bid for the open State Senate District 19 seat.
“For many years, I have had the privilege of knowing Representative Fine and observing his
service in the Florida House,” said Tramont. “I can personally vouch for his tenacious spirit.
When it comes to fighting for our families, he’s left it all on the field. I have no doubt he will
do the same in the Florida Senate.”
Representative Tramont joins fellow Brevard County Representative and former Senator Thad
Altman in endorsing Fine, along with former Senate President from Brevard Mike Haridopolos
and Republican Party of Florida Chairman and Senator Joe Gruters. Fine’s political committee,
Friends of Randy Fine, has almost $500,000 on hand.
“Representative Tramont has been a fantastic addition to the Brevard Delegation,” said Fine.
“Many legislators talk about fighting for the most vulnerable among us; Representative Tramont
is an inspiration in living that fight every day. I am so excited to work with him this term in the
House, and moving forward, in the Senate.”
Representative Fine currently serves as the Chairman of the House Health & Human Services
Committee, where he oversees all aspects of health care and welfare reform in Florida.
Previously, he served as Chairman of the House PreK-12 Appropriations Subcommittee, where
he sponsored the largest School Choice expansion in American history and as Chairman of the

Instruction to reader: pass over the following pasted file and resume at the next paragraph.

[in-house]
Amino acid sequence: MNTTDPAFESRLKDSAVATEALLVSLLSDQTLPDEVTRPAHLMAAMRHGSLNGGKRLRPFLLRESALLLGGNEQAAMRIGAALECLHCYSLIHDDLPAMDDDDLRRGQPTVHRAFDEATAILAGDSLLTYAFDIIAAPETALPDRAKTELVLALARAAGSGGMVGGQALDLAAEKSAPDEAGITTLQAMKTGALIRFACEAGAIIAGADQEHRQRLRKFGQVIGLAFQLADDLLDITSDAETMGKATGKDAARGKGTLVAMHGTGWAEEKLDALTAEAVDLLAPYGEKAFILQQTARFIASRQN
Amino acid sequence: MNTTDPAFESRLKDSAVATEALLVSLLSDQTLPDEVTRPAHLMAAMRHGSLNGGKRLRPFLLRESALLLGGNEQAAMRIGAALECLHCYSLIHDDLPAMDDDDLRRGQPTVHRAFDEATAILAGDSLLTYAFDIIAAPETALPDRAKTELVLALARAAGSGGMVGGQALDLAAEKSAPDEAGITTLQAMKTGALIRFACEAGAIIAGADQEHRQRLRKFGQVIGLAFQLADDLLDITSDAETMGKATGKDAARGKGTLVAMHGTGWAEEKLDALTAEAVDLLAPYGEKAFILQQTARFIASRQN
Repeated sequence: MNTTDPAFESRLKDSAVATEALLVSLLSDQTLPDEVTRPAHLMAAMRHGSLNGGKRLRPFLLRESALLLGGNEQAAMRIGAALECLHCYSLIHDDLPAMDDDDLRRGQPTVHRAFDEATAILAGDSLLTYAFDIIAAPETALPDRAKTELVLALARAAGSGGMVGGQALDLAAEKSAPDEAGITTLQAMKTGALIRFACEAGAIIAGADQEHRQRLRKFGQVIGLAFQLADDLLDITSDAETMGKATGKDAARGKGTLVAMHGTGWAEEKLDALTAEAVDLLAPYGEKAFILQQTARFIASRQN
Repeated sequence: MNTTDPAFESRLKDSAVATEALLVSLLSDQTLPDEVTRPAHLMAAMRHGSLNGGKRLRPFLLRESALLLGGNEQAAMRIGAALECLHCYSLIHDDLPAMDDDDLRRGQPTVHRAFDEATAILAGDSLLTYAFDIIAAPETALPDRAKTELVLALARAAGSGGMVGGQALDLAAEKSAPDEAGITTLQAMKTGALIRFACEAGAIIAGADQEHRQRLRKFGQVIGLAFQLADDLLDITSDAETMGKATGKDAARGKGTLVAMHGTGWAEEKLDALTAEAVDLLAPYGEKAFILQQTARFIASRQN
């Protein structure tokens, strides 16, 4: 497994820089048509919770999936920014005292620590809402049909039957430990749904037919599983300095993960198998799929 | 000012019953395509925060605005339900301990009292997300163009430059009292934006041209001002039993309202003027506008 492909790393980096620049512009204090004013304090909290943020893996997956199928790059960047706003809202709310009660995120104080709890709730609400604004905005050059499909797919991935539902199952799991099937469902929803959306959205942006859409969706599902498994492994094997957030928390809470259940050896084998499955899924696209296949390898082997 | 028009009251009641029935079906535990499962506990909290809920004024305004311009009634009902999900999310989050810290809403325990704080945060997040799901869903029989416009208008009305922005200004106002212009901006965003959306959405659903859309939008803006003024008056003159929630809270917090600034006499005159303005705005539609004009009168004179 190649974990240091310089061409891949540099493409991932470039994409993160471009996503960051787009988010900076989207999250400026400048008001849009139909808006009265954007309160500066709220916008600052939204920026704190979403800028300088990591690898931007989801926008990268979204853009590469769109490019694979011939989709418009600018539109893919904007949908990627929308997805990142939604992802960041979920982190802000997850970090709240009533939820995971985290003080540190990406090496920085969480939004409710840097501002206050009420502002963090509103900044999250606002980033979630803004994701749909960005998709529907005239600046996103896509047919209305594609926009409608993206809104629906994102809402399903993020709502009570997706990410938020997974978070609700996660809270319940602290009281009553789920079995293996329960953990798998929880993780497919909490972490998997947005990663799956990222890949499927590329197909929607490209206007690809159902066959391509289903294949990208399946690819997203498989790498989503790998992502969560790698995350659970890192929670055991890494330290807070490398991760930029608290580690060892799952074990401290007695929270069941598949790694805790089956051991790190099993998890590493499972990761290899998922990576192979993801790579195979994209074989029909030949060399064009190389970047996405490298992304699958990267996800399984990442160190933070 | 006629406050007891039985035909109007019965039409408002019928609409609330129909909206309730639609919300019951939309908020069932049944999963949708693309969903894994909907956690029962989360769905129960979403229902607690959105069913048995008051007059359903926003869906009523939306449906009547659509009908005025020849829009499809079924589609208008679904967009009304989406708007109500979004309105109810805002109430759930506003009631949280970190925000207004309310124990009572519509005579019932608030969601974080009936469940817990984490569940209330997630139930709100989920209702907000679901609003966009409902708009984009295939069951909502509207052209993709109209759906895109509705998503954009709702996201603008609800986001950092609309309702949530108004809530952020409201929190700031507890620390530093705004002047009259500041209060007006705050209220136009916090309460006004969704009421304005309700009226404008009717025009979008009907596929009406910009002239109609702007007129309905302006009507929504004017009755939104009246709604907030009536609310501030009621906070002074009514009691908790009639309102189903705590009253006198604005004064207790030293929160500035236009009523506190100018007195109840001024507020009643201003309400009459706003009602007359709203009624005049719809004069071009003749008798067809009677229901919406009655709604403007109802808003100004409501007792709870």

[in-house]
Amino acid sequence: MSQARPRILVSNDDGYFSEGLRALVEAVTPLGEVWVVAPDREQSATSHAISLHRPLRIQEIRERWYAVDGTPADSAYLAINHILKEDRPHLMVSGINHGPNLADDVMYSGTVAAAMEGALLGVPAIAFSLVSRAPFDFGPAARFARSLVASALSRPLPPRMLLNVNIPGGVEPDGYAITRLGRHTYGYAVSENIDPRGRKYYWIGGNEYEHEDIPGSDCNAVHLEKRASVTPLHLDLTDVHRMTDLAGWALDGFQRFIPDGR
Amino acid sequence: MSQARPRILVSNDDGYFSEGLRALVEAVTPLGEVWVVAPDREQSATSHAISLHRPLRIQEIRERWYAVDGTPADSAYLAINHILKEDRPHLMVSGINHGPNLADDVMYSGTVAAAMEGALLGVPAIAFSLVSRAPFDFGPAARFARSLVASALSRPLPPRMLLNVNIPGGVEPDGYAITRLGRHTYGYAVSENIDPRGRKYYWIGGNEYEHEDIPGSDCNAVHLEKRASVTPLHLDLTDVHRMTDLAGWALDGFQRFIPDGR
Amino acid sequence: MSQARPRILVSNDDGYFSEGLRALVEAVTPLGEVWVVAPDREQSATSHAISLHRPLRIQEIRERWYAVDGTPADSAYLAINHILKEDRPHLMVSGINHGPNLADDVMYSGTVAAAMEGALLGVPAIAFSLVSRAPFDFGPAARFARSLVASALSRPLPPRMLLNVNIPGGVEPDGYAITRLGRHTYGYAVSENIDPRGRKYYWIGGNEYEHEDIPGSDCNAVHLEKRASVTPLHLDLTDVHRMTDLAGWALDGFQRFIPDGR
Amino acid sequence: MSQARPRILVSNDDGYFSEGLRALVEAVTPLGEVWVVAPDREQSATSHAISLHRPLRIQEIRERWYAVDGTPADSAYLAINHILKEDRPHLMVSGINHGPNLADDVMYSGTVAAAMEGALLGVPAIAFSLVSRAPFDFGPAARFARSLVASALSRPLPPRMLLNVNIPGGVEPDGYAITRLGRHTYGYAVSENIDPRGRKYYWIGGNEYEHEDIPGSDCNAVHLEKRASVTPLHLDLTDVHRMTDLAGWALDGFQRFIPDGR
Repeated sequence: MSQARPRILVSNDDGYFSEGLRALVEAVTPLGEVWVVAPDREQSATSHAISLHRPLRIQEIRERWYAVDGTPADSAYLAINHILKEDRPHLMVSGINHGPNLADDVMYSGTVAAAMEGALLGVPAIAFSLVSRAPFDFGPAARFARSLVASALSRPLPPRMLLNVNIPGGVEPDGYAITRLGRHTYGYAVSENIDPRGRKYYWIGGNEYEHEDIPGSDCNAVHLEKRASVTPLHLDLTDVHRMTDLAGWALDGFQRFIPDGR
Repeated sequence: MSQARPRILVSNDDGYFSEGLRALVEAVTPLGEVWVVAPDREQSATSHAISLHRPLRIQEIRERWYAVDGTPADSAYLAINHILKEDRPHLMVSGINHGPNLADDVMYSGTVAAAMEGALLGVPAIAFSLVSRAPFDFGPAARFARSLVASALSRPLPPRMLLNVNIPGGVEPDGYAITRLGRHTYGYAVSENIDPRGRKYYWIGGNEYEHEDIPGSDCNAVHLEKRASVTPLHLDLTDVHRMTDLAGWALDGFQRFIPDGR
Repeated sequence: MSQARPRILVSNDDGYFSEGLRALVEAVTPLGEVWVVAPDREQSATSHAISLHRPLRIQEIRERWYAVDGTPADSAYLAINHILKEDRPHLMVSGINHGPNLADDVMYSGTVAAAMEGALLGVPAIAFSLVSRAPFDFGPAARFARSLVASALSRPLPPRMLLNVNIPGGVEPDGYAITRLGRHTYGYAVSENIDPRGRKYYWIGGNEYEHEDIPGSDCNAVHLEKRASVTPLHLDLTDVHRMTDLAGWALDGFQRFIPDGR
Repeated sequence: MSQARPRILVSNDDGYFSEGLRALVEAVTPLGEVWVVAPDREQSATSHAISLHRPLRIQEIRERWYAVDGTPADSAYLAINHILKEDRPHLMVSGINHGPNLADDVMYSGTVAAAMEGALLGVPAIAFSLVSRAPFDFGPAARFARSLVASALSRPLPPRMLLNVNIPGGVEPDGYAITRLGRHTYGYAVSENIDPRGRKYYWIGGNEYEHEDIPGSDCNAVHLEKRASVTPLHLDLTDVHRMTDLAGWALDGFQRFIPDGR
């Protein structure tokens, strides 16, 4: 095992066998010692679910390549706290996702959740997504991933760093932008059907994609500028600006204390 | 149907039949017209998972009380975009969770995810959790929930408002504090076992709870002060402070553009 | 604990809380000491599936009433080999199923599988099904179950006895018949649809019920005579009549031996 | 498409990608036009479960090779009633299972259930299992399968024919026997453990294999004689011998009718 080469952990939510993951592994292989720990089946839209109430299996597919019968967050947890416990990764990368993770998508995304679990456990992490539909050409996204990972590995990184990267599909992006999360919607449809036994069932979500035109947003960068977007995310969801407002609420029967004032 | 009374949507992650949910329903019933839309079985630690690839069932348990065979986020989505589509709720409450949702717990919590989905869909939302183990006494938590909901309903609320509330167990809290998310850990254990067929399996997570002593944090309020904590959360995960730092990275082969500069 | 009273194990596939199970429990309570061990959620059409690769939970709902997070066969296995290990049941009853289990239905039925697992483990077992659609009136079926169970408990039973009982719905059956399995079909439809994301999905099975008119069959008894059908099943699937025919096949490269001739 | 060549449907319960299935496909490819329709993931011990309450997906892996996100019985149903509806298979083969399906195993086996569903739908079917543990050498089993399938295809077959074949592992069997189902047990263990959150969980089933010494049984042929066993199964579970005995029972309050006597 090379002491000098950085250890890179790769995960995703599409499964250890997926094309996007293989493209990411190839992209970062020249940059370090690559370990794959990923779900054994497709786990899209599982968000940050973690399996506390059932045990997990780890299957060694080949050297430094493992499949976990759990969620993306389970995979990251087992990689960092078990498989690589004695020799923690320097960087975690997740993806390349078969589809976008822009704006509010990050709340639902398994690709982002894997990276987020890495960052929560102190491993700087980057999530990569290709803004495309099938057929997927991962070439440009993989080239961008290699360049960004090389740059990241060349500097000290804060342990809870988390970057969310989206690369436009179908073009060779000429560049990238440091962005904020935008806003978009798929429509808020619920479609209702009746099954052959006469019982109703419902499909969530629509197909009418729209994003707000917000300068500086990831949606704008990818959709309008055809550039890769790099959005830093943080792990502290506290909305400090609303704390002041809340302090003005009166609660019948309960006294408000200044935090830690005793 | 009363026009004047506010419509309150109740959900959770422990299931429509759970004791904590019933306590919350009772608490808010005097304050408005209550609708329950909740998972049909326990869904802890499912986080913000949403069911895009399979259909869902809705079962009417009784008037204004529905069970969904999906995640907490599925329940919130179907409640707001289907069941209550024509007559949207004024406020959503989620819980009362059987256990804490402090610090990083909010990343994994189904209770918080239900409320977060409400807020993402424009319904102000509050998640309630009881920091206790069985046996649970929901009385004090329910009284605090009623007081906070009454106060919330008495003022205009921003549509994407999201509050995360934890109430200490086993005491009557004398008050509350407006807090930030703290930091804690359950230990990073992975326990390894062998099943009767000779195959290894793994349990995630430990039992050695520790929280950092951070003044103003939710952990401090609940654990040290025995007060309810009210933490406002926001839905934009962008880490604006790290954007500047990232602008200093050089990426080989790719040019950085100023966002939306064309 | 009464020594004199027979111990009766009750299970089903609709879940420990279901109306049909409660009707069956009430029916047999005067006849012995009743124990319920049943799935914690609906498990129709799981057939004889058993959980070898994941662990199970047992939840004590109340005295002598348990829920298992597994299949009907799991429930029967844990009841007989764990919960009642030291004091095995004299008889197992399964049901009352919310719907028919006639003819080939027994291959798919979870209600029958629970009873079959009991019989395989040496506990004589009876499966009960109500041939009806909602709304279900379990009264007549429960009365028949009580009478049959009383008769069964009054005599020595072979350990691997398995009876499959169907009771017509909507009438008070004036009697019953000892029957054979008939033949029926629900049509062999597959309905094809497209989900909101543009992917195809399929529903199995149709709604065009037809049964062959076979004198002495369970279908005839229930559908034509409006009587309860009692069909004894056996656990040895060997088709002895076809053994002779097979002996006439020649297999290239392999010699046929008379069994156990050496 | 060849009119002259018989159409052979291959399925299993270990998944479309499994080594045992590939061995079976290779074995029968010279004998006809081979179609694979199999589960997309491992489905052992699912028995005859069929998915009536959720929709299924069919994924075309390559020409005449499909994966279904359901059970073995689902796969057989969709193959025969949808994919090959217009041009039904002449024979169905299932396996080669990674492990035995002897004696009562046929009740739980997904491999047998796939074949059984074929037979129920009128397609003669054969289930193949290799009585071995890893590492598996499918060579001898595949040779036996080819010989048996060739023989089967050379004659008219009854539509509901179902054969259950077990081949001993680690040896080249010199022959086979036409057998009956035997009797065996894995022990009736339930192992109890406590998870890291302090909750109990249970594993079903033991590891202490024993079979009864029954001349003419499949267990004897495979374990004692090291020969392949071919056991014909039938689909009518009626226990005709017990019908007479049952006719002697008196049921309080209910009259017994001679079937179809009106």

House Higher Education Appropriations Subcommittee, where he redesigned the process of
capital funding for state universities. He also served as the Chairman of the House Select
Committee on Gaming. In his time in the legislature, Fine has passed over two dozen pieces of
legislation, including the bill holding Disney accountable for its wokeists attacks on Florida’s
- South Florida News5 days ago
Head of main Florida power company retiring amid controversy
- USA4 days ago
Representatives Frost, Moskowitz, Goldman, Urge Congressional Leadership to Immediately Hold Classified Briefing for Members of Congress on Mass Shootings
- USA2 days ago
Pence: ‘Mistakes were made’ in classified records handling
- Autos2 days ago
PHOTOS: 61st Rolex 24 Sees Biggest Attendance, Ushers in New Hybrids Era
- USA5 days ago
EXPLAINER: Comparing Trump, Biden, Pence classified papers